CADTM South Asia annual meeting

In Bangladesh, globalization results in hardship for women workers

6 March by Maxime Perriot , Monower Mostafa


During the CADTM South Asia annual meeting in Kathmandu (Nepal) on 13 and 14 February 2024, Monower Mostafa commented on Bangladesh’s political, social and economic situation.



 Globalization has terrible consequences for workers

Bangladesh converted to the neoliberal ideology in the 1990s and gradually specialized in textile export, continually slashing prices and the wages of women workers

Bangladesh converted to the neoliberal ideology in the 1990s and gradually specialized in textile export, continually slashing prices and the wages of women workers (who make up the majority in the sector) to withstand global competition. Little by little, the country has been privatized and deregulated in this quest for competitiveness. Such deregulation has gone hand in hand with the erosion of workers’ rights, with more and more of them working in the so-called informal sector (i.e. with no rights at all).

The situation has also deteriorated for farmers, many of whom have moved to the cities and joined the ranks of textile workers, ever more numerous and increasingly being pitted against each other.

Facing this quandary – and with an inflation Inflation The cumulated rise of prices as a whole (e.g. a rise in the price of petroleum, eventually leading to a rise in salaries, then to the rise of other prices, etc.). Inflation implies a fall in the value of money since, as time goes by, larger sums are required to purchase particular items. This is the reason why corporate-driven policies seek to keep inflation down. level of 20% on food – the Left hardly exists in Bangladesh and the construction of a major social movement is difficult to imagine. Sheikh Hasina, who has been in power for the last 15 years and was reelected in early 2024 with no opposition (since the opposition boycotted the elections), concentrates all powers and her party has almost all the seats in Parliament. She applies a very tough policy to street vendors and delivery drivers.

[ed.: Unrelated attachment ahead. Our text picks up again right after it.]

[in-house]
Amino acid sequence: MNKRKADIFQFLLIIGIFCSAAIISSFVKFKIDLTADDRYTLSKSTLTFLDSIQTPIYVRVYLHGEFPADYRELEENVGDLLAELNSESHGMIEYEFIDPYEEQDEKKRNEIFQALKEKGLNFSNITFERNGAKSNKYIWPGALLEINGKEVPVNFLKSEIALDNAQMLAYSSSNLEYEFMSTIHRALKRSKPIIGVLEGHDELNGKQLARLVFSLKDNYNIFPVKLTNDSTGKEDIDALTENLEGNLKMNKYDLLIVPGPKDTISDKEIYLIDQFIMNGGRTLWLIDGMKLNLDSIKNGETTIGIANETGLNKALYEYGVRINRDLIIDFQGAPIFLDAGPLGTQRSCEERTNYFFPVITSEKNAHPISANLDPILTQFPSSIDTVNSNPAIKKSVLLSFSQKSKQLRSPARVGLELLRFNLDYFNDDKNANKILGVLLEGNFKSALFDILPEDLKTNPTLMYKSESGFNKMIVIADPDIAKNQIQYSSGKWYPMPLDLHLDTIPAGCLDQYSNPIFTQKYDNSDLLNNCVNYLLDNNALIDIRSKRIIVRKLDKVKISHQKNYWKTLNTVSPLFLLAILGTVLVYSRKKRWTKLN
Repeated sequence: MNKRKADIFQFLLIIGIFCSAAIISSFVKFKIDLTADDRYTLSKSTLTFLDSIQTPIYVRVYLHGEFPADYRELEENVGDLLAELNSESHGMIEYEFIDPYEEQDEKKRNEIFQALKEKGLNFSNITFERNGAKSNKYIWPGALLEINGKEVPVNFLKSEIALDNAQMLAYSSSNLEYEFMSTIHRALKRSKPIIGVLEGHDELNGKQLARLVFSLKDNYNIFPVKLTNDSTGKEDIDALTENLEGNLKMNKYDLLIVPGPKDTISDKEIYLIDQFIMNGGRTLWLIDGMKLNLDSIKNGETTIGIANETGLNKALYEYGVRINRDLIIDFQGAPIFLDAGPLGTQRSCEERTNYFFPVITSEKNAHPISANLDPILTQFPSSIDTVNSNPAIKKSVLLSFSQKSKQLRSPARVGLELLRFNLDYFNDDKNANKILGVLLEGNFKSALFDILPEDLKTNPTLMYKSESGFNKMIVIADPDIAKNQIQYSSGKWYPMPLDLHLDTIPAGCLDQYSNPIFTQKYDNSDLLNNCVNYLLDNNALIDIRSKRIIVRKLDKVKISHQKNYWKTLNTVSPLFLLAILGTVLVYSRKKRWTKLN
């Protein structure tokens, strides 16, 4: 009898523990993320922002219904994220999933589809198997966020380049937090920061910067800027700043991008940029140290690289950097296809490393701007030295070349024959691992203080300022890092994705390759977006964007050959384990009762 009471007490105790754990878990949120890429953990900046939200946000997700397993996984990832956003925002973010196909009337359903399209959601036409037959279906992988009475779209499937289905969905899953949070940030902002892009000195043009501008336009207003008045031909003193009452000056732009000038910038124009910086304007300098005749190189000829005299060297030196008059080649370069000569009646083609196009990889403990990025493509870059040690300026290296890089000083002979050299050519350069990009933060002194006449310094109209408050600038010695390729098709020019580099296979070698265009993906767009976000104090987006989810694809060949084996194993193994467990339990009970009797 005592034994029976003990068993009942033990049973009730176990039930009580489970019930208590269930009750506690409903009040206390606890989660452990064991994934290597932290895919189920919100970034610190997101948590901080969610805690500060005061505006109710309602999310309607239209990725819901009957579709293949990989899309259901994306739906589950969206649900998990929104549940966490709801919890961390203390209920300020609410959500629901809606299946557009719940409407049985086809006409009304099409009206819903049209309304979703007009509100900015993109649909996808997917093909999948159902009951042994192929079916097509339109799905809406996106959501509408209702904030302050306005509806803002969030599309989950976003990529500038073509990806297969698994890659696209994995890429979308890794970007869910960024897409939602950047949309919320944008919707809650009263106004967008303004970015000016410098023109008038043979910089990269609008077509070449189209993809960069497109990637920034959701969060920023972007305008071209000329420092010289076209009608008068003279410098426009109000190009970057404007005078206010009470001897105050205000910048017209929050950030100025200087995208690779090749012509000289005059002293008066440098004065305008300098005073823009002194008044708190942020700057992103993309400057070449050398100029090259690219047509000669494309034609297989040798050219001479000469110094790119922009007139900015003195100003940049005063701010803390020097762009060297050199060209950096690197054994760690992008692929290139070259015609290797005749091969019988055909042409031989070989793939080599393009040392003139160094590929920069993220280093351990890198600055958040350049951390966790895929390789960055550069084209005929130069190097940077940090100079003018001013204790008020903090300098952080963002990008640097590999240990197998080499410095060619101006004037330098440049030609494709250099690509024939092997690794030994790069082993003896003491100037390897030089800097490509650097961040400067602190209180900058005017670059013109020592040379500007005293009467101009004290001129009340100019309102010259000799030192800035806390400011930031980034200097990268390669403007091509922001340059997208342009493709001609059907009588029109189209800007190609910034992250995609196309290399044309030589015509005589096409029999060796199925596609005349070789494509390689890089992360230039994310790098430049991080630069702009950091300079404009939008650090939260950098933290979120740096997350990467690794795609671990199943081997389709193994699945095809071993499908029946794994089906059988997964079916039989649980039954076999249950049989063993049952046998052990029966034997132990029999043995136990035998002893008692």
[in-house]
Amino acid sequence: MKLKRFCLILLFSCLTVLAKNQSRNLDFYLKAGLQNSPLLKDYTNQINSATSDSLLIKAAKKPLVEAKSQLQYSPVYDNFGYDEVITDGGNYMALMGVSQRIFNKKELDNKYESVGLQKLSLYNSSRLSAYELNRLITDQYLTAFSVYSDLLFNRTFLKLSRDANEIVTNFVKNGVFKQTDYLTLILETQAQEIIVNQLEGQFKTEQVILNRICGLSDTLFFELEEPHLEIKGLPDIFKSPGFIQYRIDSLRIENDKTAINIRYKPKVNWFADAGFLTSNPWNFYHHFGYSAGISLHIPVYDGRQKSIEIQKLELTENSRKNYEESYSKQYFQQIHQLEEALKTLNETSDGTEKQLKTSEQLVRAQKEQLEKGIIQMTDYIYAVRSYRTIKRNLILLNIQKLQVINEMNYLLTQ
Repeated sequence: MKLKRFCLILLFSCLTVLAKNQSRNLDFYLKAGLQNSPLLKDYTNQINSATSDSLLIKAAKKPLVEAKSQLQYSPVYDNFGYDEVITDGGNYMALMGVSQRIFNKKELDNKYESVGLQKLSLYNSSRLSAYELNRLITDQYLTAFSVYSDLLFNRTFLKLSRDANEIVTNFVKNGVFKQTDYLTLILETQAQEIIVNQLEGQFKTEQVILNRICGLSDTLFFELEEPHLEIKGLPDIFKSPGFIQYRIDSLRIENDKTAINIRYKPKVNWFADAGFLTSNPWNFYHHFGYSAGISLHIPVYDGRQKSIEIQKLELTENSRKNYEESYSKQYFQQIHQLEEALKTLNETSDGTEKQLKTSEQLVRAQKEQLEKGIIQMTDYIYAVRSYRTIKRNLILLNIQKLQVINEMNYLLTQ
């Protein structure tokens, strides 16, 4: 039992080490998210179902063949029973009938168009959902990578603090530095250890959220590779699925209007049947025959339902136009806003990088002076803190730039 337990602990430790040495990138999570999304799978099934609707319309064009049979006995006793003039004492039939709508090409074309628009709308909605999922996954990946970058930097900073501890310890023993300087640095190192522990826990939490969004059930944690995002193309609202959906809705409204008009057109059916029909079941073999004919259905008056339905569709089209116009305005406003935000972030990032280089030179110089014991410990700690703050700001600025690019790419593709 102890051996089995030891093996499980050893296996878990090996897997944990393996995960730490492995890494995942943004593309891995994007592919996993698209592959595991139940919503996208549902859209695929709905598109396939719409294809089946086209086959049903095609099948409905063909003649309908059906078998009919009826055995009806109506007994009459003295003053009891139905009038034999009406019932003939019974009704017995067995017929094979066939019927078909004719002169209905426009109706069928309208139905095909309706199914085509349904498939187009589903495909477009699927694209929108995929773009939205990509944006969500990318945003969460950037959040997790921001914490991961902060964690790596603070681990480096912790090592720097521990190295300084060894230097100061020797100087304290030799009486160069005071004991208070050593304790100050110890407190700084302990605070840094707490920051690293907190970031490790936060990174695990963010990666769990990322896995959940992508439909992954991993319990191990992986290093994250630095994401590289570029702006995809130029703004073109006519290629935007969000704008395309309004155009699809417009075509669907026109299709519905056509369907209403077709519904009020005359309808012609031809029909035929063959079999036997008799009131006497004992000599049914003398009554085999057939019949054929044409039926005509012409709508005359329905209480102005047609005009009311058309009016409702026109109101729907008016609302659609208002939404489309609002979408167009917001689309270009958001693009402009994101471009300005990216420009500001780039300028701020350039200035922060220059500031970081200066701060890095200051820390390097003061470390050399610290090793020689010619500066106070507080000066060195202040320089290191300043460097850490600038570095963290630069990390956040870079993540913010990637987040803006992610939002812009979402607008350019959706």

External dependence

Bangladesh is an indebted country. Its external debt amounts to $100 billion, 79% of which is owed to public creditors. The government pays 2 to 3 billion every year to repay its external debt. This is a lot, especially since loans were mainly contracted to finance megaprojects that do not benefit the people.

We should remember that Russia, India, and China are the main bilateral creditors of Bangladesh’s external public debt. These countries are competing for investments and influence in the country.

Read also : Microcrédit au Bangladesh : hold-up de la Grameen Bank et consorts sur les villages ruraux

Bangladesh is facing a significant debt burden from external creditors. The country relies heavily on strong foreign currencies, which are predominantly provided by diaspora remittances and textile exports. These two sources account for about 80% of the country’s exports. Unfortunately, this dependence creates a situation where Bangladesh’s ability to repay its debt and finance imports is tied to a sector where the wages of the population, particularly women workers, are unacceptably low. This highlights how neoliberal capitalism functions.

Monower Mostafa has stated that the current situation is critical and we should take immediate action to address the issue of debt, which has not received much attention in Bangladesh’s political discourse. He also emphasized that capital flight and tax evasion are major political concerns in the country.


Other articles in English by Maxime Perriot (11)

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Translation(s)

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COMMITTEE FOR THE ABOLITION OF ILLEGITIMATE DEBT

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